Wondering what’s new in VMCAS applications? Curious about the ever-evolving essay prompt and length requirements? Read on, friend!
Official 2024 VMCAS prompt, per the AAVMC website: Your personal statement is a one-page essay that gives veterinary admissions committees a clear picture of who you are and, most importantly, answers the question, why do you want to pursue a career in veterinary medicine.
Over the past decade or so, VMCAS essays have seen a number of iterations: from a longer autobiographical essay, to several short essays of shifting lengths, to the current personal-statement-in-miniature format.
If you’ve applied previously (loads of vet applicants are actually reapplicants, so you’re in good company), perhaps you recall writing several “short” essays. Personally, I liked this format! It allowed applicants to explore distinct aspects of their strengths and experiences.
However, applicants who took those prompts way too literally wrote generic essays. Consider this question from a couple cycles back: In what ways do veterinarians contribute to society and what do you hope to contribute? Many applicants dutifully dedicated half their essay to listing vets’ contributions. If you’ve read one list of contributions, you’ve read them all. Admission committees were probably bored stiff.
Why did I like those prompts? Because they gave creative applicants an easy advantage! What a gift!
But now we’re back to a standard personal statement like you’d write for nearly any professional or graduate program. Except not quite…
What’s different about writing a veterinary school personal statement? I have a couple of quick tips. (Full disclosure: I do save a little something back for my personal clients. After all, vet school is insanely competitive, and my clients come first.):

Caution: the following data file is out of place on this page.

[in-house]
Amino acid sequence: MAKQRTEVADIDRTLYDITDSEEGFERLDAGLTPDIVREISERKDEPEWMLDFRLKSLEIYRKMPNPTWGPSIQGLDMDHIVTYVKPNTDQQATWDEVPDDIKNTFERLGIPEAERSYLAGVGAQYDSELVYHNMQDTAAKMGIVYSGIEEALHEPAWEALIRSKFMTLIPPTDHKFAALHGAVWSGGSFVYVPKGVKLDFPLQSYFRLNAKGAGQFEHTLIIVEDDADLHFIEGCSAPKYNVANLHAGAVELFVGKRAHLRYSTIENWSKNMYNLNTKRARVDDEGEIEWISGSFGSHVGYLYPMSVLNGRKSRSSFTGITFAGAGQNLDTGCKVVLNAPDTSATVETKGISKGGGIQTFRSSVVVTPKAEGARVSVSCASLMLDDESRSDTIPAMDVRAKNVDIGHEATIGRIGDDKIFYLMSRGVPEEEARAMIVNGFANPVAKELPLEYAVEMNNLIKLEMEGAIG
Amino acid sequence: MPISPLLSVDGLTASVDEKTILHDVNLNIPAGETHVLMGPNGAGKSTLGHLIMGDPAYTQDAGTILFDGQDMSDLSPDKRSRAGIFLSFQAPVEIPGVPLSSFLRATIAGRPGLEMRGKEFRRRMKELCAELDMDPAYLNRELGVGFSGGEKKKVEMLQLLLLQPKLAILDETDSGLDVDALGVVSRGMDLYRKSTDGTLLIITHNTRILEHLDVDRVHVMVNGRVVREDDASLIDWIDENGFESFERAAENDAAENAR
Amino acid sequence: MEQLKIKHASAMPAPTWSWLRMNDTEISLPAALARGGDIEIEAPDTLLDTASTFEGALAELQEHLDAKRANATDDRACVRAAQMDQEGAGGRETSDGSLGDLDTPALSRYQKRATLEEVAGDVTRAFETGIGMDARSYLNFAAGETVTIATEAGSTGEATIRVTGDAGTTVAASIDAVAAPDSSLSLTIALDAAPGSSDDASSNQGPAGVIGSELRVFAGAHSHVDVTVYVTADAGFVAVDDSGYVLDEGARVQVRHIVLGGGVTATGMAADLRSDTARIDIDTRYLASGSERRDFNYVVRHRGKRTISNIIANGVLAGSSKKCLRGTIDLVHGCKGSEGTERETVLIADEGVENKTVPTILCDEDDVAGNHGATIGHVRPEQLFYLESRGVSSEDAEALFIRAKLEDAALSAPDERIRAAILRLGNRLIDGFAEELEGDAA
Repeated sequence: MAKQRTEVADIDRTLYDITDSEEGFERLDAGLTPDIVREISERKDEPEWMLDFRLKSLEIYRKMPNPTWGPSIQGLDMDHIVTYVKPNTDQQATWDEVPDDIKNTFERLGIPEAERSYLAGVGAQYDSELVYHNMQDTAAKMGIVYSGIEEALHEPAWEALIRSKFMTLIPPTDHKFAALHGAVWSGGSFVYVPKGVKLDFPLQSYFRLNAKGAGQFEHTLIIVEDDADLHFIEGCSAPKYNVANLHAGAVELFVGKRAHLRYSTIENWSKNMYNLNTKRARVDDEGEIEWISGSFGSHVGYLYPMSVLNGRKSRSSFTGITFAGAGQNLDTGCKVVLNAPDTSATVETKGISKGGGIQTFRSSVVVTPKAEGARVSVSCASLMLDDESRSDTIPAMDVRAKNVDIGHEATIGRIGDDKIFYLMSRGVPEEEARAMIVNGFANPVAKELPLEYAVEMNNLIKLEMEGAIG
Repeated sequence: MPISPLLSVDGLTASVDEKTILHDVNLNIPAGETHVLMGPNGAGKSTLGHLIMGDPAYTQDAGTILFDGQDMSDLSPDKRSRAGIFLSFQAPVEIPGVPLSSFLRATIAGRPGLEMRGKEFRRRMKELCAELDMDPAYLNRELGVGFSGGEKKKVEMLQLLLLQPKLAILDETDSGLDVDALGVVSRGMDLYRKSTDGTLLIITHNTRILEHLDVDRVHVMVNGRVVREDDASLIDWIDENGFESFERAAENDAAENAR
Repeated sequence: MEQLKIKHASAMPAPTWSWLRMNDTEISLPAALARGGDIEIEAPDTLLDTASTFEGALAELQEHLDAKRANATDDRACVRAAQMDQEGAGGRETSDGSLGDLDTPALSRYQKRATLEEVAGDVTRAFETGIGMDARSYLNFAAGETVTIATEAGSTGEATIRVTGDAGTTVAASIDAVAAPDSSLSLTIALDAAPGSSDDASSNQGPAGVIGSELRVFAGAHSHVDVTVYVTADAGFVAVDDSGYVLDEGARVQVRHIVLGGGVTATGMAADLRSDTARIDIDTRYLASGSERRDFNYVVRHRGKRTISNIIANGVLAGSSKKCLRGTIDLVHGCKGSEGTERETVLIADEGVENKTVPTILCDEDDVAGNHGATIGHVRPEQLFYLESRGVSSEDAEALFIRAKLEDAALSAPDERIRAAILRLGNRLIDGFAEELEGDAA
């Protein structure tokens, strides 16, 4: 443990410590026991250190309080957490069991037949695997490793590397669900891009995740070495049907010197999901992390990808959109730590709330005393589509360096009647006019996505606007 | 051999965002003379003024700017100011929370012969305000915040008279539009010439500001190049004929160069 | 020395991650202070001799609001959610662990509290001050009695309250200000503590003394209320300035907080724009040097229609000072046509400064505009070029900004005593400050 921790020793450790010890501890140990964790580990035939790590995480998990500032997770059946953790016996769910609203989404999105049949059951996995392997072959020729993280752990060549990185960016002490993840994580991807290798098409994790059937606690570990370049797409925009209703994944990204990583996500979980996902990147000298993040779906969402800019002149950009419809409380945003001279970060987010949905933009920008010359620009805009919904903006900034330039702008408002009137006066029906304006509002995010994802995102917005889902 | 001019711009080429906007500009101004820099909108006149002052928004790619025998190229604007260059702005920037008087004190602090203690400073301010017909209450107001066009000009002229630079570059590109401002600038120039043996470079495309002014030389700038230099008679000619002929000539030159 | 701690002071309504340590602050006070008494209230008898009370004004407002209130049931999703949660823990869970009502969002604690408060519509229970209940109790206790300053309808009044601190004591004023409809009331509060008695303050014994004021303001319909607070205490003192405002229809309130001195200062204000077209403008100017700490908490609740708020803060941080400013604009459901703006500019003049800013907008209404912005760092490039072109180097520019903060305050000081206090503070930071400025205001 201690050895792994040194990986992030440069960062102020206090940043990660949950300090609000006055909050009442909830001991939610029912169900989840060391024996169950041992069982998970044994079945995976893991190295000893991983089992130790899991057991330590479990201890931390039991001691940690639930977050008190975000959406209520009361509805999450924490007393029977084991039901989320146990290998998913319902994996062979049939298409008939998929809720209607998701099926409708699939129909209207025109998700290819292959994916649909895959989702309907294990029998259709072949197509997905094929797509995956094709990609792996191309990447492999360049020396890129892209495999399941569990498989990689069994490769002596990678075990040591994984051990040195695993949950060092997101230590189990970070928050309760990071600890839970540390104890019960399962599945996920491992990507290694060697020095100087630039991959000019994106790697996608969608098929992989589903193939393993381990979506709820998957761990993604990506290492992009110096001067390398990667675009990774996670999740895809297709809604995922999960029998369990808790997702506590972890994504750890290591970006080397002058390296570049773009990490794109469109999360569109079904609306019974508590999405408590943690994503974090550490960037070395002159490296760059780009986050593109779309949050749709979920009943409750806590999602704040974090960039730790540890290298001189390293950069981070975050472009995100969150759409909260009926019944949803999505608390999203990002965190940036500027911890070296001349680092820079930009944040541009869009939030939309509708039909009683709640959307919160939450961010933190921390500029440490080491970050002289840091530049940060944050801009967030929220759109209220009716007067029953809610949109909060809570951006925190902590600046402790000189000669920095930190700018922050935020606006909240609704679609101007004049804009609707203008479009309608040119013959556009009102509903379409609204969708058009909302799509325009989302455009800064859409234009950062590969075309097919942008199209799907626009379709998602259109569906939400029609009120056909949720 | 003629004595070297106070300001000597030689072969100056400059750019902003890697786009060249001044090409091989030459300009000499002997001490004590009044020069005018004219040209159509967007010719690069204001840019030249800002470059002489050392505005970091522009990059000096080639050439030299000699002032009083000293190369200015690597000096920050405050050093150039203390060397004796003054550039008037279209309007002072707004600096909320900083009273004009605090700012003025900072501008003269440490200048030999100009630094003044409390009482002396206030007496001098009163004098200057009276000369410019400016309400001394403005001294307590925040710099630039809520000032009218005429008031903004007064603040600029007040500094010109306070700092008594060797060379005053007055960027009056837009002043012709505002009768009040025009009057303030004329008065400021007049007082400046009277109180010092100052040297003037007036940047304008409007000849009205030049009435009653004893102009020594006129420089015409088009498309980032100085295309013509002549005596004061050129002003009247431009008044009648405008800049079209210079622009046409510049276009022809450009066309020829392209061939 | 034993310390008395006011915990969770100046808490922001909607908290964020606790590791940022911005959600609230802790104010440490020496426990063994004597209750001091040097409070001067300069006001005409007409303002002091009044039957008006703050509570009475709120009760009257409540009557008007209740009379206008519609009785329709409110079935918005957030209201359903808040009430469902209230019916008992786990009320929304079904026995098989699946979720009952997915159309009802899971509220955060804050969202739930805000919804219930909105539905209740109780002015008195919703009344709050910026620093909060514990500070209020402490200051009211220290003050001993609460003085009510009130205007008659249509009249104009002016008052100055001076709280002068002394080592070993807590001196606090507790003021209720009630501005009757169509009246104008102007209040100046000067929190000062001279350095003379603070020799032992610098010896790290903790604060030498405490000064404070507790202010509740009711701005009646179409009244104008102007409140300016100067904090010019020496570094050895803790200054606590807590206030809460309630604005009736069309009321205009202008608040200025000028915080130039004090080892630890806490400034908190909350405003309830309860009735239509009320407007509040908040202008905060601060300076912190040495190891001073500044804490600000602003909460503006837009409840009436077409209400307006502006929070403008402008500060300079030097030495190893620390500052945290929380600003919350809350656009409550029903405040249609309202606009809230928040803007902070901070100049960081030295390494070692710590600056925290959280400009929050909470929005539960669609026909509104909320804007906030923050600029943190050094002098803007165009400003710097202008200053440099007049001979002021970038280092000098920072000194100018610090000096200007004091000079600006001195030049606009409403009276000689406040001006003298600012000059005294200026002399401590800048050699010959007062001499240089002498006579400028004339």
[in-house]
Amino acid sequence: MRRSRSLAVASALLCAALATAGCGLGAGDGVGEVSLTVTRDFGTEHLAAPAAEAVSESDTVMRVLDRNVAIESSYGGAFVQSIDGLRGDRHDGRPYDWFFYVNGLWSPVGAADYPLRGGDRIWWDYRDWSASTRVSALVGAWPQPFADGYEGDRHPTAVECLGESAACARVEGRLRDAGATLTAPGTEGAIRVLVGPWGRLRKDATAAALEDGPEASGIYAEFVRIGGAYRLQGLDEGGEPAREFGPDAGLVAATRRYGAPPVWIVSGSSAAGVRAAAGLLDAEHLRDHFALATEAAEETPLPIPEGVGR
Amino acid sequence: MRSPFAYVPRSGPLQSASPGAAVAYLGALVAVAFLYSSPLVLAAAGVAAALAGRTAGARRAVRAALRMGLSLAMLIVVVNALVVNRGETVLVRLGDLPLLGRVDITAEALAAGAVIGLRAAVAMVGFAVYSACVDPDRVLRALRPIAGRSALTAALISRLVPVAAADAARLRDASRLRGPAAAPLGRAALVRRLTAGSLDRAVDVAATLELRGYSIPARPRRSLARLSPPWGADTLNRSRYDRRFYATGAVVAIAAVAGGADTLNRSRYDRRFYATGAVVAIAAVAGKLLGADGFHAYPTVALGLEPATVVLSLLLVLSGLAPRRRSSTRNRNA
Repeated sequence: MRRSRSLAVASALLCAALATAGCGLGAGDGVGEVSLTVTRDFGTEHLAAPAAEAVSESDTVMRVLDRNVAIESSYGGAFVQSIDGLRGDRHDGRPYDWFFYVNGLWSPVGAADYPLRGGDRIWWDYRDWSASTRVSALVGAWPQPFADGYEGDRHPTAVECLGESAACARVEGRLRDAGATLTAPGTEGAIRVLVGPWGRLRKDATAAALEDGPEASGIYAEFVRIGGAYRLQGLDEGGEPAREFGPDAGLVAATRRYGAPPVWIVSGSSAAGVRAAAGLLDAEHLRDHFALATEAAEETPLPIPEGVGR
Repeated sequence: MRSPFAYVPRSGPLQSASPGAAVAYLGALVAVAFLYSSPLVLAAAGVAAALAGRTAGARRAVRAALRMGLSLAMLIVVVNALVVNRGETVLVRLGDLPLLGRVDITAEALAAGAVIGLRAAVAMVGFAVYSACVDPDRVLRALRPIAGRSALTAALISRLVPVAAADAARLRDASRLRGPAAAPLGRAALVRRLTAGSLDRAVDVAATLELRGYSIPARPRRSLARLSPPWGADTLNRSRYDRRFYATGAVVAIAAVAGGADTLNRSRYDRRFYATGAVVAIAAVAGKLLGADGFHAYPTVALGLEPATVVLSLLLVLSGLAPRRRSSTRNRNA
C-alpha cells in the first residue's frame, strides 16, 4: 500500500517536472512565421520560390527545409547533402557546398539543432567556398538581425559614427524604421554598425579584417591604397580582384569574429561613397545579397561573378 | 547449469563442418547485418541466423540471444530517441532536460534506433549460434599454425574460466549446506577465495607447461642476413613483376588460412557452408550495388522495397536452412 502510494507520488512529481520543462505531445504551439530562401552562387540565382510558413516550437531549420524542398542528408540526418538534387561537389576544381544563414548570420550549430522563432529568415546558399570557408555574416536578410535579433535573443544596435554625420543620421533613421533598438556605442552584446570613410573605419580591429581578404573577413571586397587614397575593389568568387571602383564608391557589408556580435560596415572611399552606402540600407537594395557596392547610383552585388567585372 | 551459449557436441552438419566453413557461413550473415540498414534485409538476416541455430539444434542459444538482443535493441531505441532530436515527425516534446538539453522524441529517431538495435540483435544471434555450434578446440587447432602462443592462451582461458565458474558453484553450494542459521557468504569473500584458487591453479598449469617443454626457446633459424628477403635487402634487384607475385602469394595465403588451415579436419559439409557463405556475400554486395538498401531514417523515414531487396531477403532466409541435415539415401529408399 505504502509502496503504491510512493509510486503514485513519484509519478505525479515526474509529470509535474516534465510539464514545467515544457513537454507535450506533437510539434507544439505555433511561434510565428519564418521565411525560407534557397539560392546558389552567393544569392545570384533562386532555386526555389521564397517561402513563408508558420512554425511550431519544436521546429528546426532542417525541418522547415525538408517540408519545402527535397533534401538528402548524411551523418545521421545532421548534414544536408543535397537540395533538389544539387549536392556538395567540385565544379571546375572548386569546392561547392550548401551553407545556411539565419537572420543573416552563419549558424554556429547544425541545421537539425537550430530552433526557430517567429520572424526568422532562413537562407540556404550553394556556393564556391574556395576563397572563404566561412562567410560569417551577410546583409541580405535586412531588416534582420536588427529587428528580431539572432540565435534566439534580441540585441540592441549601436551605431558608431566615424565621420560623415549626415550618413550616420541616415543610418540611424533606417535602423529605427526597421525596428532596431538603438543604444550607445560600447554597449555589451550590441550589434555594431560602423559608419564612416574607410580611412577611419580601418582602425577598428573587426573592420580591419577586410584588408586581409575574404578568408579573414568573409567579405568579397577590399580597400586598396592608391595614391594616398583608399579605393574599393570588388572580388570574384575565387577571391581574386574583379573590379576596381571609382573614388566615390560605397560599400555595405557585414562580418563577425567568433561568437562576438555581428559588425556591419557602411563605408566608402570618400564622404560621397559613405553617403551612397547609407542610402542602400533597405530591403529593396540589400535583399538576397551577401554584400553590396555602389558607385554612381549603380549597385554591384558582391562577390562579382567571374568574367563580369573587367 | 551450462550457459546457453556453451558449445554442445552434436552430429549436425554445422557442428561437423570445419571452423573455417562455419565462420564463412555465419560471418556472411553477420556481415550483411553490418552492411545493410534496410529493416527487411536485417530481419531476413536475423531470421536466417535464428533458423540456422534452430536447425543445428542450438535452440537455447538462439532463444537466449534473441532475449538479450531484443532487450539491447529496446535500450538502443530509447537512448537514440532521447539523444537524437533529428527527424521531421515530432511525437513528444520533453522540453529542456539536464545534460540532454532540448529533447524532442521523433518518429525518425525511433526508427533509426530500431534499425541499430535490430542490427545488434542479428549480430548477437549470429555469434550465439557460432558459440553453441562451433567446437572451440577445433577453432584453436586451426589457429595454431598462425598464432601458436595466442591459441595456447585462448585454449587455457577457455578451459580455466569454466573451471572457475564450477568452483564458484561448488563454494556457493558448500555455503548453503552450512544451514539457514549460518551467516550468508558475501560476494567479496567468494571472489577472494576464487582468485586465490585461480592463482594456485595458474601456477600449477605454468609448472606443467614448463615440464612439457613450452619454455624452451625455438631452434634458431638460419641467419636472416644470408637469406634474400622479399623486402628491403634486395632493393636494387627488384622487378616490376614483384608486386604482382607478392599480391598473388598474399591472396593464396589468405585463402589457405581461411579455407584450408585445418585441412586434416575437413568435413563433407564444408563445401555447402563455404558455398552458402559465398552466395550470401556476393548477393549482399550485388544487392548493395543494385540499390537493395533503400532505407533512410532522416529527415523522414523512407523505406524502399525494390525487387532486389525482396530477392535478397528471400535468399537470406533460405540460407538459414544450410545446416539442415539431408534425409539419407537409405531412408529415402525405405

- 3000 characters=ridiculously short personal statement. For perspective, medical school applicants get a generous 5300 characters. Medical residency applicants are permitted an outrageous 28,000 characters! The VMCAS short essay format from previous years allocated 6000 total characters. Your takeaway? Boil this sucker down to your best possible material. Yes, shorter is actually harder.
- Do not waste characters. I mean it. Consider omitting: quotes from famous people, your philosophy of the profession, lists of jobs that interest you, activities from high school, descriptions of the classes you took in college, that story about the time you made a splint for your hamster.
- Differentiate yourself. Everyone has a dog/cat. Everyone took hard classes. Everyone learned to study better in college. Everyone thinks spaying/neutering is important. What have you done and learned that sets you apart? Highlight unique experiences and stellar performance.
- Not everything you include has to be animal-related. We want the reader to step away with a clear picture of you who are as a person and what kind of student/colleague you will make. They want to hear your story and know what makes you tick, what makes you relatable.
- Edit the heck out of your personal statement. You won’t get it right on the first go. You need feedback.
Obviously, this is the point where I remind you that EssayMD can give you some amazing input at a reasonable price. And I where I reassure you that we’ve worked with lots of other people like you. And that we helped them stand out. By all means, feel free to reach out to me personally (email@example.com) if you’re interested in taking your VMCAS application to the next level. We provide comprehensive, knowledgeable editing and proofreading for all aspects of your veterinary application!